“Waiter, will you serve the nutsI mean, would you serve the guests the nuts”.
–Myrna Loy's Nora, hosting a party for the murder-suspects
In l934, the most popular of the Oscar-nominated films was MGM's comedy-mystery, “The Thin Man,” which made William Powell and Myrna Loy big movie stars and also role models for many married couples across the nation.
The first installment of what became known as “The Thin Man” series was a surprise smash success. “The Thin Man” combined two vastly different genres, murder mystery and screwball comedy, creating a new hybrid genre which no film had used before. Made on a very low budget, filmed in just three weeks, “The Thin Man” grossed a whopping $2 million dollars.
Nick is a private eye with a gallery of colorful characters for friends, and Nora is an heiress who enjoys slumming. Together, theyre delightful, though they tend to drink too much. The mystery plot concerns a murdered inventor, but the film gets its lift from the Charles' repartee, the invention of writer Dashiell Hammett, who supposedly modeled the couple on himself and companion-playwright Lillian Hellman.
“The Thin Man” was rushed through production in only 16 days, because studio head Louis B. Mayer had no faith in the material and treated it like a B movie. The title character, played by Edward Ellis, appears only in the first one. The cinematography by James Wong Howe, and the cast includes Maureen OSullivan, Nat Pendleton, Cesar Romero, Porter Hall, and Skippy, the Terrier who plays Asta.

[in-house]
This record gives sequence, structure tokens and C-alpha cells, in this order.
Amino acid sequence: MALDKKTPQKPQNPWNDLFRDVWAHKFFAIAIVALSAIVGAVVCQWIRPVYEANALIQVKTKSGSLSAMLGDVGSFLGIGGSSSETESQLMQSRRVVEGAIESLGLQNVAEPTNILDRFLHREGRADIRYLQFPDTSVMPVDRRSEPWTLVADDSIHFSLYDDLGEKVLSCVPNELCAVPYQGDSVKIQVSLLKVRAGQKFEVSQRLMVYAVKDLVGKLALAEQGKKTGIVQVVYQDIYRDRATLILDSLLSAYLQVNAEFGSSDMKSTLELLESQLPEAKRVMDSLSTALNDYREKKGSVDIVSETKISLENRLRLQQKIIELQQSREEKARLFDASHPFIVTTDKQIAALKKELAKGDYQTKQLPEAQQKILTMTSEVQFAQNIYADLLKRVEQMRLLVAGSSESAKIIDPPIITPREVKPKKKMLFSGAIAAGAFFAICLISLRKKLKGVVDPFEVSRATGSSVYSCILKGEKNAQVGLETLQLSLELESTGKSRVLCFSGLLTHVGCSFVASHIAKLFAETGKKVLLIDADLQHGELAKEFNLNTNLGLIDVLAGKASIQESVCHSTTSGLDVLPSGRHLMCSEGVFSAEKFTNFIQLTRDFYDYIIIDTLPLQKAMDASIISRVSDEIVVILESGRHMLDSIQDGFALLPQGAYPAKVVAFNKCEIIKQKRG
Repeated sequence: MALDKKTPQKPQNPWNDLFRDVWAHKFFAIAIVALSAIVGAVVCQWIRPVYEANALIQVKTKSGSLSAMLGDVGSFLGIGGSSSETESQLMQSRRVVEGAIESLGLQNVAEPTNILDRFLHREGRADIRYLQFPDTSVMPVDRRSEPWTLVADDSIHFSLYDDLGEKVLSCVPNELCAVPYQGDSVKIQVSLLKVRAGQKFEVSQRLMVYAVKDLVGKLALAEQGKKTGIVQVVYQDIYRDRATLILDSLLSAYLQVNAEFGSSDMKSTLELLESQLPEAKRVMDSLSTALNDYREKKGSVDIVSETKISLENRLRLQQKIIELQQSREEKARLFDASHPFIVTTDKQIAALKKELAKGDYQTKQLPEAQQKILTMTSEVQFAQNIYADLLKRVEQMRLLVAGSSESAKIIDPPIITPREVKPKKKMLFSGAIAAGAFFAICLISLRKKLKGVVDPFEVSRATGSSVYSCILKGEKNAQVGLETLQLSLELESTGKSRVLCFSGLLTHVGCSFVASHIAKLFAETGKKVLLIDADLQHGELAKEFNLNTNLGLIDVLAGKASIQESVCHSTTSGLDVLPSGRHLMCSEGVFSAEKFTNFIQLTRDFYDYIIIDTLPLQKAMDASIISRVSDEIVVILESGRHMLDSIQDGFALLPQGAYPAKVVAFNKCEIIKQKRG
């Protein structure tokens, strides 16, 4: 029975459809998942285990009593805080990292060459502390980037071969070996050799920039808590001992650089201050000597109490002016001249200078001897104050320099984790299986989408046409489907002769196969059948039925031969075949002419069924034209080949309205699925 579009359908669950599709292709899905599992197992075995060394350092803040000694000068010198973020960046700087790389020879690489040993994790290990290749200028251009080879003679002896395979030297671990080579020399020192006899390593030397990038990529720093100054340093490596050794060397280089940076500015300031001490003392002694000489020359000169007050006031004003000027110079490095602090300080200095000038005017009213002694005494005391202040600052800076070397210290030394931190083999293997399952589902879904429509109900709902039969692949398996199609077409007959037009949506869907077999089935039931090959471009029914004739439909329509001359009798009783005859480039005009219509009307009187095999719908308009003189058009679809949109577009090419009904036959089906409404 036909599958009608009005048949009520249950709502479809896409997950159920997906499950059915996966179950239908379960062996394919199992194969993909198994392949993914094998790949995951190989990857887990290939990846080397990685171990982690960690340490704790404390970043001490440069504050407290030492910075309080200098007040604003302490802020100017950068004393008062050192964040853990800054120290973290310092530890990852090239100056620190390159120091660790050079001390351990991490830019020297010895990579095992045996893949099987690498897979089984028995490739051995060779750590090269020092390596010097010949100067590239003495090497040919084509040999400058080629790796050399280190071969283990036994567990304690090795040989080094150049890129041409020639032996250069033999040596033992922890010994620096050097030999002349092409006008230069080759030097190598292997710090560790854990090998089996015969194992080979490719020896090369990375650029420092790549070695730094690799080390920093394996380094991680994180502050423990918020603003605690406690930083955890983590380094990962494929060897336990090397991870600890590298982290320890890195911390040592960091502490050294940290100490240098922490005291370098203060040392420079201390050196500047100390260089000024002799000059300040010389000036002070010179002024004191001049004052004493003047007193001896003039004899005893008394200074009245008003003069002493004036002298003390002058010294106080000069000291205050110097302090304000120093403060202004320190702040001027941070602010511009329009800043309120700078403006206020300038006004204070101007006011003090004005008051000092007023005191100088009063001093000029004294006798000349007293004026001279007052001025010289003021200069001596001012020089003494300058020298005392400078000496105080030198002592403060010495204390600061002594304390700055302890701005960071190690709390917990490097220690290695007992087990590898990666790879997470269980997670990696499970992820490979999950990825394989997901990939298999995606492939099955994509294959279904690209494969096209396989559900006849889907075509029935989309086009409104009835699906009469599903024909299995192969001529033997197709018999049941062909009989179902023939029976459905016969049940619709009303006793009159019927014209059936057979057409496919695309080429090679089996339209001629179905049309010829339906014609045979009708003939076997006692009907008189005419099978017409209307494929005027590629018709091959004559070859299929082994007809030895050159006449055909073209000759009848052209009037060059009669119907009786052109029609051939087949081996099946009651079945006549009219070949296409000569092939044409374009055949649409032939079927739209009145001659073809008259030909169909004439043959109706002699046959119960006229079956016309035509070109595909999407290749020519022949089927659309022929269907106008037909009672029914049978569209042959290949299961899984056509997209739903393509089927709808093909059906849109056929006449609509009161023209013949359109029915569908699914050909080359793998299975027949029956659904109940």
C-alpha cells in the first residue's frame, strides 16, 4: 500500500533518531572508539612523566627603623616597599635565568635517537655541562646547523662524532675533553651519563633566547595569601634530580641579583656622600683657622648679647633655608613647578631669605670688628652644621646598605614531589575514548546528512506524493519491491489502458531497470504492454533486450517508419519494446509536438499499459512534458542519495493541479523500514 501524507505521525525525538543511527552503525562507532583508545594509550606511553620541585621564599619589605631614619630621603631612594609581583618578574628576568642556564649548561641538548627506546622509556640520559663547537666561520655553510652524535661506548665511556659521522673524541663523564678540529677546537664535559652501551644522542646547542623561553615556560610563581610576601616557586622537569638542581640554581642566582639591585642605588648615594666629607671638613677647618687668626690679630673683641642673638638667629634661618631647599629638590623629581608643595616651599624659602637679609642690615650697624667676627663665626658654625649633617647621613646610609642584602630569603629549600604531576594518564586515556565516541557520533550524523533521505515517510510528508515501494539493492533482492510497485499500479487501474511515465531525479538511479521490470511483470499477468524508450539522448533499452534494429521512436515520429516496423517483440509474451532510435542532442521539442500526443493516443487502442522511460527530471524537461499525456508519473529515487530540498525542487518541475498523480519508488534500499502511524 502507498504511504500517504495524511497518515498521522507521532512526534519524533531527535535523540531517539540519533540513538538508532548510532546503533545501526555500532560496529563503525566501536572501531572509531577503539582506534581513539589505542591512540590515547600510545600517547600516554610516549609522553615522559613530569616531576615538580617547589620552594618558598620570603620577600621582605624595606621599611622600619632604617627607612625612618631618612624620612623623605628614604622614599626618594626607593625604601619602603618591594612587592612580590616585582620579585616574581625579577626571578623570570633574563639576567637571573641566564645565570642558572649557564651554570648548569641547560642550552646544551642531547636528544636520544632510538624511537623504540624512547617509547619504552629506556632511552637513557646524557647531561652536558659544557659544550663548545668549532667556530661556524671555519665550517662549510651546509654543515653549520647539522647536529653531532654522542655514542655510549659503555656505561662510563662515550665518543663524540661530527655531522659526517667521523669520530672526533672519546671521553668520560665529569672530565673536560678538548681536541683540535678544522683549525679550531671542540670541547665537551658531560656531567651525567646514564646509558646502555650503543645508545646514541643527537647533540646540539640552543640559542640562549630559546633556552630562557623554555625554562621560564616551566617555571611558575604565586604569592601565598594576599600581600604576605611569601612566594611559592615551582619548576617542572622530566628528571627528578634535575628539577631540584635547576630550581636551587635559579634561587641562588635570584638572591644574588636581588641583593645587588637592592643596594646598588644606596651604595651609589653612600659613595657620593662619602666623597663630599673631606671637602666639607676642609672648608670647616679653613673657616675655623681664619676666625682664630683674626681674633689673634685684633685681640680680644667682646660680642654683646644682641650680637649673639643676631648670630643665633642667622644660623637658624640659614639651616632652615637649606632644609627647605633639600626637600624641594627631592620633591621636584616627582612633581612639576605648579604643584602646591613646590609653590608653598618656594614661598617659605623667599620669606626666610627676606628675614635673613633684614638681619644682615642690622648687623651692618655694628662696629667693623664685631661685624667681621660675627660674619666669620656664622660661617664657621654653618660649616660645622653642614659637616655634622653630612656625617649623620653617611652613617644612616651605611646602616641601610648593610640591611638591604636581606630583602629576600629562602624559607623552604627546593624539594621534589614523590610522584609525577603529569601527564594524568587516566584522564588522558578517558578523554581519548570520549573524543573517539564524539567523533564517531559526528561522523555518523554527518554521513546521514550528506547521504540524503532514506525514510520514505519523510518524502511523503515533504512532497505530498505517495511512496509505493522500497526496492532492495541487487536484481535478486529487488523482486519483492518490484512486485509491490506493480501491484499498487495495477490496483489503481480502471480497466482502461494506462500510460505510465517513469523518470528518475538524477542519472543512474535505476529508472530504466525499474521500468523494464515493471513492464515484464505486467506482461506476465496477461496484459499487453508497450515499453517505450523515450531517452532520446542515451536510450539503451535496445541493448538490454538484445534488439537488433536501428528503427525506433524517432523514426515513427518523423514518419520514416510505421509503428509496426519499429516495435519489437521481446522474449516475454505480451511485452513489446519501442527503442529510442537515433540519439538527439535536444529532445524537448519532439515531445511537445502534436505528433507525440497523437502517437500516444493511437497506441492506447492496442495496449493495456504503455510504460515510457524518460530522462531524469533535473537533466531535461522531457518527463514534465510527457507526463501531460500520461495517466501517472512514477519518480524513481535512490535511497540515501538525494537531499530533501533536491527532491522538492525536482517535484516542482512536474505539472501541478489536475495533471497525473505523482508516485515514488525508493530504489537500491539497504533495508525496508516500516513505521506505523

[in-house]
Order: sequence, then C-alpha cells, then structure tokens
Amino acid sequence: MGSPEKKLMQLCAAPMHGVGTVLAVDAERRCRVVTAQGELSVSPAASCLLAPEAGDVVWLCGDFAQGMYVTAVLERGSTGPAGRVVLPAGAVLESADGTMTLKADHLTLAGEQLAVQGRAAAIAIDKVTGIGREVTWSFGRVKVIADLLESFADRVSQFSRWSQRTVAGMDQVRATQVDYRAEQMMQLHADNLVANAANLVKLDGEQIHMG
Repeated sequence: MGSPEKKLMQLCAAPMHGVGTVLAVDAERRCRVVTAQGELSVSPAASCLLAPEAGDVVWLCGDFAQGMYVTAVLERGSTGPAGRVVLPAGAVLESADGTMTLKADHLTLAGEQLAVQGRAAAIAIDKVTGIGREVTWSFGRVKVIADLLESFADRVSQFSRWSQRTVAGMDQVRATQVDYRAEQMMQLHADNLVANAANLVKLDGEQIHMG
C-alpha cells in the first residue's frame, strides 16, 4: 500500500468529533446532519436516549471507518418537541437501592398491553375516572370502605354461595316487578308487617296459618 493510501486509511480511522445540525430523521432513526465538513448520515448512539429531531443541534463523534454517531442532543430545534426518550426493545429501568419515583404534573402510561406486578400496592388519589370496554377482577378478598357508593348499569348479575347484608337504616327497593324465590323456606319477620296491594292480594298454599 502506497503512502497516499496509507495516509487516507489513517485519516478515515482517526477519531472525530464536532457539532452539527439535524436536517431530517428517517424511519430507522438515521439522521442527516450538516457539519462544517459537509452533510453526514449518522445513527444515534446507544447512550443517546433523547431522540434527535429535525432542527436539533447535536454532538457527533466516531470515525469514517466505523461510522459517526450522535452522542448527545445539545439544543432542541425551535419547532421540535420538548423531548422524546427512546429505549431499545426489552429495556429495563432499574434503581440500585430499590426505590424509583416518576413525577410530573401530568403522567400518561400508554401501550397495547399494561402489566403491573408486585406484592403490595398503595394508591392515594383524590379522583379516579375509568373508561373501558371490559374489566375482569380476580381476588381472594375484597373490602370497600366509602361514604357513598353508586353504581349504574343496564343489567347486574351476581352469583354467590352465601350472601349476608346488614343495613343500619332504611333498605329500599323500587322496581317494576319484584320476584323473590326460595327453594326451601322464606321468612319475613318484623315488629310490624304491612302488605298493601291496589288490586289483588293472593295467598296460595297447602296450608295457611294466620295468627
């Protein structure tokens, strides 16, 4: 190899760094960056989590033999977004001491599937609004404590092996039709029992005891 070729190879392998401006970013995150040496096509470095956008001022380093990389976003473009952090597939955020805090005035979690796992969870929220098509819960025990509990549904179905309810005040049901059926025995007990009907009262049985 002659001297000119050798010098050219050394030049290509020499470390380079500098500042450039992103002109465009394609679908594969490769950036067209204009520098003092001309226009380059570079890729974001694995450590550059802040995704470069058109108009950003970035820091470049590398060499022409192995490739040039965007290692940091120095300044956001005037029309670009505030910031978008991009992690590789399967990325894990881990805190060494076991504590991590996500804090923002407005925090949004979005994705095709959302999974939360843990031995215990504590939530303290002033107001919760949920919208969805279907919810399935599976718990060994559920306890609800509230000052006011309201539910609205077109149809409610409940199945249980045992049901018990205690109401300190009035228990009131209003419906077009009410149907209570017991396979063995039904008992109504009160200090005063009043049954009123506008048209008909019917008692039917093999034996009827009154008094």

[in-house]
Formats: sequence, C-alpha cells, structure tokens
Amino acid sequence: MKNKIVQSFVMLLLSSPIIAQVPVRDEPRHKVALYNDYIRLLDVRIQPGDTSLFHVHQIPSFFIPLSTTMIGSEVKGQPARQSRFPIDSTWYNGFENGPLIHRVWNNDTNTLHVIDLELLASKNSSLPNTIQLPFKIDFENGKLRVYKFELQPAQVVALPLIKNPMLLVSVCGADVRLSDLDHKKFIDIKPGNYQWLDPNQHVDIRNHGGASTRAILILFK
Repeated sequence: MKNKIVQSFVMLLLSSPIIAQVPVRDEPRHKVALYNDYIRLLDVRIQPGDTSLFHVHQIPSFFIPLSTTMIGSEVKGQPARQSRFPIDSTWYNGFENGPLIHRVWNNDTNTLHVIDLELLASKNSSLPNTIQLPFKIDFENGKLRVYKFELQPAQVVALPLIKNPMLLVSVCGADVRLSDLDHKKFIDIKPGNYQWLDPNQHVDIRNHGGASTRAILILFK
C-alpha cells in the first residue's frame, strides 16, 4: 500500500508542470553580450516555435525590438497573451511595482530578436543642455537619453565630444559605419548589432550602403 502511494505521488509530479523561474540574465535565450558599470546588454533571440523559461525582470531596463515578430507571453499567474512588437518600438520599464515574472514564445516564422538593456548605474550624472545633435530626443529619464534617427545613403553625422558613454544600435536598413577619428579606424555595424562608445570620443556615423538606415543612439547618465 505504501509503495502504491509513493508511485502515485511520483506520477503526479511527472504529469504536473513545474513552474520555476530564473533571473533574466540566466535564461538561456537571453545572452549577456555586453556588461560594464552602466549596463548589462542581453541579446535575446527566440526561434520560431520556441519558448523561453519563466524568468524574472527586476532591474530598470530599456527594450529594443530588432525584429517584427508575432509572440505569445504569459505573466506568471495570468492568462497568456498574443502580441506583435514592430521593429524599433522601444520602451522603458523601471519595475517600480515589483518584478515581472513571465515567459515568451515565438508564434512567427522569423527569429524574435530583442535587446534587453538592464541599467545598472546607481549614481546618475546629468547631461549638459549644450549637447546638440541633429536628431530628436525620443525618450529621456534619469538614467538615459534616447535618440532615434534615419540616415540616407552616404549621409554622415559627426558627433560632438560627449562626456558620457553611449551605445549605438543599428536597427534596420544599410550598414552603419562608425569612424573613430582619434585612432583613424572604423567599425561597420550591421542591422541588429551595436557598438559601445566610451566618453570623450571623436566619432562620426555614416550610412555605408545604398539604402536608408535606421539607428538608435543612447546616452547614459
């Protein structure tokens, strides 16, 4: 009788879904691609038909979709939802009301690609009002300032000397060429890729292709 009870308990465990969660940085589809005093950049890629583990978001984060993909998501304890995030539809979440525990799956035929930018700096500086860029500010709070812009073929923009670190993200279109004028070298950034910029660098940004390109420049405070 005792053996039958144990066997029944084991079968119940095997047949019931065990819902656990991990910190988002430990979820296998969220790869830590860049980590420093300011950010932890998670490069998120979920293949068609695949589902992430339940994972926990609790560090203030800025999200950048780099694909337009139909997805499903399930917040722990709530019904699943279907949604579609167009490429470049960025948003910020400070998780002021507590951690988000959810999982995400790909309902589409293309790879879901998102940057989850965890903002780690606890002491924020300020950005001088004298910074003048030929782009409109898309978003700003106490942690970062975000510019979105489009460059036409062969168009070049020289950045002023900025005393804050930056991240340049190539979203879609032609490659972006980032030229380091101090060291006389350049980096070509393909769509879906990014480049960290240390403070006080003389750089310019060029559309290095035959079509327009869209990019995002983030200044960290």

The stars of “The Thin Man,” William Powell and Myrna Loy, who became famous after the 1934 movie, stayed with the series throughout six total films. They played amateur sleuths, Nick and Nora Charles, who were happily married to each other. Powell and Loy had appeared together previously in 1934's “Manhattan Melodrama.” The film's director, W. S. Dyke, liked Powell and Loy together and convinced a leary Louis B. Mayer to use them in “The Thin Man.” Over the years, Powell and Loy came to be called “Mr. and Mrs. Thin Man,” although the “thin man” of the film's title was just a minor character in only that first film (the “thin man” was murdered in the first film).
Nothing quite like the Charles' relationship had been seen before. In “The Thin Man,” Hollywood introduced for the first time a wisecracking, affectionate married couple. Their comical, yet pleasant rapport was one of the films' top attractions for their fans.
The believable relationship that Powell and Loy created on the screen was written by the married team of Albert Hackett and Frances Goodrich, based on a Dashiell Hammett story. Goodrich and Albert Hackett used their own relationship as an inspiration for “The Thin Man.” George Oppenheimer once complimented the duo for being “the most devoted and friendliest couple in Hollywood, a town noted neither for its monogamy or affability.”
They met in the 1920s when they were both actors. After they became writers, they worked together for the rest of their lives. In 1946, they wrote, “It's a Wonderful Life,” for Frank Capra, and in 1955, they won the Pulitzer Prize for their play “The Diary of Anne Frank.” Goodrich said of “The Thin Man”: “Dashiell Hammett had written those wonderful characters and their relationship, and we took it from there.”